Eliminating malaria — one of the world’s oldest and deadliest diseases — remains a critically important public health and biomedical research challenge.
Despite remarkable advances in reducing malaria incidence and deaths since 2000, recent progress has become stagnant and has even reversed in some regions.
The World Health Organization (WHO) estimates that in 2017 about 219 million cases of malaria occurred worldwide and approximately 435,000 people died of the disease. Unfortunately, malaria cases increased from 2016 to 2017 in the 10 highest-burden countries in Africa, and the number of cases per 1,000 in populations at risk remained at 59 from 2015 to 2017.
On April 25, the National Institutes of Health recognized World Malaria Day and committed to a reinvigorated malaria research program.
This year’s World Malaria Day theme, “Zero malaria starts with me,” encourages governments, companies, academic institutions, philanthropies, and others to prioritize malaria, mobilize resources, and empower communities affected by malaria to lead and coordinate response activities.
The National Institute of Allergy and Infectious Diseases (NIAID), part of NIH, is working toward “zero malaria” with coordinated global research projects to better understand the disease, improve diagnostics, treatments, and mosquito control interventions, and develop safe and effective vaccines.
NIAID works directly with scientists in malaria-endemic regions to build specialized local clinical research capacity. The NIAID-supported International Centers of Excellence for Malaria Research (ICEMR) program has more than 50 field sites in 17 endemic countries dedicated to multidisciplinary research on the complex interactions between the human host, mosquito vectors, and malaria parasites. ICEMR investigators share genomic and epidemiological data for parasites, mosquitoes, and human hosts through public databases such as PlasmoDB, VectorBase, and ClinEpiDB, to assist researchers in developing drugs, vaccines and diagnostics, and in improving public health programs.
ICEMR researchers are studying how the malaria-causing parasite adapts to antimalarial drug pressure and how that translates to the emergence and spread of drug resistance. Resistance to artemisinin drugs, used in most endemic areas, is emerging in Southeast Asia and appears to be spreading west. The ICEMRs are evaluating how asymptomatic malaria infections may contribute to persistent disease transmission and risk. Investigators also are studying how the behavior of malaria-transmitting mosquitoes is changing in response to insecticide use and environmental and ecosystem changes.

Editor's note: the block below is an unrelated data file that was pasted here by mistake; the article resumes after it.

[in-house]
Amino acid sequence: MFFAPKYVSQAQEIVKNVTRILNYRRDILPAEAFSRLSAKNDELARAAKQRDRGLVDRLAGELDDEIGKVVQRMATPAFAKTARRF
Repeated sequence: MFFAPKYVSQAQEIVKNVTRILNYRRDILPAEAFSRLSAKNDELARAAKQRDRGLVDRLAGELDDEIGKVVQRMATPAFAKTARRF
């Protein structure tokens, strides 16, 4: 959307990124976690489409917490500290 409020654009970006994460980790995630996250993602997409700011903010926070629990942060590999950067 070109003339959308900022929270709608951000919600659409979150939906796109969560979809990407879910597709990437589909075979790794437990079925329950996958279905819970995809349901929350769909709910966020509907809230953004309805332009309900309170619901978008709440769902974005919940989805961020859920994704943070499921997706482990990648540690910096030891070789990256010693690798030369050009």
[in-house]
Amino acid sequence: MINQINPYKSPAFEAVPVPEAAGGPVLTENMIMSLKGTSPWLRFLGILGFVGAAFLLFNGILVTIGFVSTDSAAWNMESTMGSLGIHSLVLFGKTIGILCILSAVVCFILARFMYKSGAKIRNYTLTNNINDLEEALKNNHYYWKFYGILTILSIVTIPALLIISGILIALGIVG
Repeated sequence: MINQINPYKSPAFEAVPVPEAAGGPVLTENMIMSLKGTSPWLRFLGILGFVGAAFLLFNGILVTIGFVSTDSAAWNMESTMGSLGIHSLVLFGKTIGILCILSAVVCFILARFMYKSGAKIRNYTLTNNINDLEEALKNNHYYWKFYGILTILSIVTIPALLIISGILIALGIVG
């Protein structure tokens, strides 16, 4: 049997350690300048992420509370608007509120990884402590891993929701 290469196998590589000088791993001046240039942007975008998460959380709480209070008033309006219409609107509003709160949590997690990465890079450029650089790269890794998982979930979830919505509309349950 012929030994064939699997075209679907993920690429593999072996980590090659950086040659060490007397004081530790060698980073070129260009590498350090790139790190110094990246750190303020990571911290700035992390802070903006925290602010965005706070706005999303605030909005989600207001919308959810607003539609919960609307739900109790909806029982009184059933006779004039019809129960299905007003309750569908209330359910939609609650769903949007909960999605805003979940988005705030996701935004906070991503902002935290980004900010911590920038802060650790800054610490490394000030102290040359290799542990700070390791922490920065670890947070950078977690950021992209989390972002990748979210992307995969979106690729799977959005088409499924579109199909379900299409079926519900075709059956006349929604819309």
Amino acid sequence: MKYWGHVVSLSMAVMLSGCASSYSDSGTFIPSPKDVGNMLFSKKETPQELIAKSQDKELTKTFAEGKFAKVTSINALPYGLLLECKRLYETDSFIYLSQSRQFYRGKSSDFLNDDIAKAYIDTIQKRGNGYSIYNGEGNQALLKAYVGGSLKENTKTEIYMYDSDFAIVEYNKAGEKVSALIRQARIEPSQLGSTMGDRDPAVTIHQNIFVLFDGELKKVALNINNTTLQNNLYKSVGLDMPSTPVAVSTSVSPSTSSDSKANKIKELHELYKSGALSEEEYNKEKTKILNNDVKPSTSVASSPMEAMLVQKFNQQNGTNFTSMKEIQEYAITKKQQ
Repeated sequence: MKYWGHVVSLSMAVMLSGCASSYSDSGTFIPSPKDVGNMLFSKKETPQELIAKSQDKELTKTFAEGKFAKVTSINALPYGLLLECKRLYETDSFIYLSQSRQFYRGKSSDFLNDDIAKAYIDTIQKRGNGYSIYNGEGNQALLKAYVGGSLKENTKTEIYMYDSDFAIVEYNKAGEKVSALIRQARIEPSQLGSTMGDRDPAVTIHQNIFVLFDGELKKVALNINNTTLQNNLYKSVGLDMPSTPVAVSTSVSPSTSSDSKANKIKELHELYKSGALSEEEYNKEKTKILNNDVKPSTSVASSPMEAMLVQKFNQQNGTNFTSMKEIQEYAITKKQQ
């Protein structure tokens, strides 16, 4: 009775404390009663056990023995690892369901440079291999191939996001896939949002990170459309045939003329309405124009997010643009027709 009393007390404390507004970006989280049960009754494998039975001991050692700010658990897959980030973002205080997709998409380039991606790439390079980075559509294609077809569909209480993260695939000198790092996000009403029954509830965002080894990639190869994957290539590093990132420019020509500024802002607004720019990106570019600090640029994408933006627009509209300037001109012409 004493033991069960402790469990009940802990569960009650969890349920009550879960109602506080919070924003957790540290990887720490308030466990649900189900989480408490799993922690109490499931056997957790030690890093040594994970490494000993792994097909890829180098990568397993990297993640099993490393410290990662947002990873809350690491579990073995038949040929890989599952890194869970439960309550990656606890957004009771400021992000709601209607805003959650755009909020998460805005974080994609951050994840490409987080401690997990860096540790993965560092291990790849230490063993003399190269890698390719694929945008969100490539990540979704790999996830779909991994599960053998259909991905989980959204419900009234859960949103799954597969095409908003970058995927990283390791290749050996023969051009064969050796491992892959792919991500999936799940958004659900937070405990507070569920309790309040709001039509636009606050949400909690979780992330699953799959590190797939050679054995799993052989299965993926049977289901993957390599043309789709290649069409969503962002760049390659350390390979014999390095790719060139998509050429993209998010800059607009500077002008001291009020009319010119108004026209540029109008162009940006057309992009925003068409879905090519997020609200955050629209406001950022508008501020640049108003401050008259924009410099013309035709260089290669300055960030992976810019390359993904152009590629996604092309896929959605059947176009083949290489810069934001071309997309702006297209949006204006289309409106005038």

NIAID investigators and NIAID-supported scientists are helping to inform treatment policies in various countries by tracking genetic mutations in malaria parasites that indicate resistance to certain drugs. A team of experts recently identified a molecular marker of resistance to piperaquine (a combination therapy drug) in Cambodia using publicly available genome sequence data.
Another international research team supported by NIAID created mutated versions of nearly all of the 5,400 Plasmodium falciparum (P. falciparum) parasite genes to determine which of the organism’s genes are essential to growth and survival. The information will help investigators prioritize targets for future antimalarial drug development. One investigational drug being evaluated, DM1157, is a modified form of the antimalarial drug chloroquine. Similar to chloroquine, it interferes with the malaria parasite’s metabolism; however, it inhibits the parasite’s ability to expel the drug, thereby avoiding the drug resistance seen with chloroquine. A Phase 1 clinical trial to evaluate the drug’s safety began in September 2018.